Antonine Wall

The second great barrier erected in the second century C.E. by the Romans in the province of Britain. Situated farther north than the Hadrian Wall, it stretched some 33 miles from the Firth of Forth to the Firth of Clyde in modern Scotland.

The wall was made of turf, resting on a cobbled base, but lacked the sophistication or complexity of Hadrian’s creation. The wall was only 14 feet wide, with a rampart and small wooden forts located at intervals along its length. A large ditch was dug in front of it, and a road to the interior of the province lay behind it.

Only one road actually went through the wall, and was probably used by the Legions for any advance into wild Caledonia beyond. The Antonine Wall was constructed by the II, VI and XX legions, under the supervision of Governor Lollius Urbicus, in 142 C.E., some 20 years after work had begun on Hadrian’s defenses.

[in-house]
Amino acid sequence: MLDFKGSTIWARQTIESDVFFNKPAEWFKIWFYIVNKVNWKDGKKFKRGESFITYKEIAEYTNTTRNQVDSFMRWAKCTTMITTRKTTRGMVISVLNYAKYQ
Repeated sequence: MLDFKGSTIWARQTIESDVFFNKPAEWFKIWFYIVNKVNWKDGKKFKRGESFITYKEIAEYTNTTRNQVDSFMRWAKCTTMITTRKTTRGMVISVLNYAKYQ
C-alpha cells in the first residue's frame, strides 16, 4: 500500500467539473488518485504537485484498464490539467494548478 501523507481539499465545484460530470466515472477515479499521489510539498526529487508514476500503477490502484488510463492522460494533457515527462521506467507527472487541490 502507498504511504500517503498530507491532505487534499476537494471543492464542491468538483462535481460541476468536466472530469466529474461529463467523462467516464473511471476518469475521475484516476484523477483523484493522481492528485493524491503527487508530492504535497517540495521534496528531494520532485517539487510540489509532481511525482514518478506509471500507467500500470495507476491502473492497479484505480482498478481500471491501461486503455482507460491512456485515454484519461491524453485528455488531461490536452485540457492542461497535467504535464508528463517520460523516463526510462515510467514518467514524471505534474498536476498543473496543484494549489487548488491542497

Occupation of the wall continued from 142 to 184–185. From the start, the wall was impractical because of the pressures from the peoples to the north. Any temporary evacuation to suppress provincial uprisings necessitated the virtual destruction of the turf to avoid capture.

In 180 C.E., the wall was destroyed by the Caledonians, leading to the arrival of General Ulpius Marcellus in Britain. It was ultimately decided that the defense was a luxury the province could not afford. Roman troops were withdrawn, and the wall became a monument to Rome’s declining strength.

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